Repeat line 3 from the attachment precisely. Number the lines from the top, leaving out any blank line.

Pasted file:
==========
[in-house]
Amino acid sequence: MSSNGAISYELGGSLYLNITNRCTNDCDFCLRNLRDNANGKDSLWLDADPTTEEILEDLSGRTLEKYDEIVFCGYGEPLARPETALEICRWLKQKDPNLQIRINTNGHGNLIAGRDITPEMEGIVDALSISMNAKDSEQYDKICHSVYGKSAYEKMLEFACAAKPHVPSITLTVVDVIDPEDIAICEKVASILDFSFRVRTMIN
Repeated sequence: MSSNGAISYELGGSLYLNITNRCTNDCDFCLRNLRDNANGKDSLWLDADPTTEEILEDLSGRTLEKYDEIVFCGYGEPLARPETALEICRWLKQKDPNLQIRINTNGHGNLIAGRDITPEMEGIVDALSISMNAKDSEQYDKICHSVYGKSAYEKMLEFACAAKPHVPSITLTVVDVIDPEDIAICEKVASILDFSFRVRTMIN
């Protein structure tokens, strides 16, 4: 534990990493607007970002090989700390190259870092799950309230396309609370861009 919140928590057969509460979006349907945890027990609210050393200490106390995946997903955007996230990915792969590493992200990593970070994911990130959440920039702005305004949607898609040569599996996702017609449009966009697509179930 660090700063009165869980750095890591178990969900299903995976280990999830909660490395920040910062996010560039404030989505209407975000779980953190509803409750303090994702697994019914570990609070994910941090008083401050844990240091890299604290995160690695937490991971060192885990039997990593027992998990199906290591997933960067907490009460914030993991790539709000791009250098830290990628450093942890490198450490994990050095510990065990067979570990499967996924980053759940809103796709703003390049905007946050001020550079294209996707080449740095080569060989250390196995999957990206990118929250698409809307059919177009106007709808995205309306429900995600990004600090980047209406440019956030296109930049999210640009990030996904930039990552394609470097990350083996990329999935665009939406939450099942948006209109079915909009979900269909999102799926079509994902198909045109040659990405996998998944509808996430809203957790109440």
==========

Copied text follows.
Repeated sequence: MSSNGAISYELGGSLYLNITNRCTNDCDFCLRNLRDNANGKDSLWLDADPTTEEILEDLSGRTLEKYDEIVFCGYGEPLARPETALEICRWLKQKDPNLQIRINTNGHGNLIAGRDITPEMEGIVDALSISMNAKDSEQYDKICHSVYGKSAYEKMLEFACAAKPHVPSITLTVVDVIDPEDIAICEKVASILDFSFRVRTMIN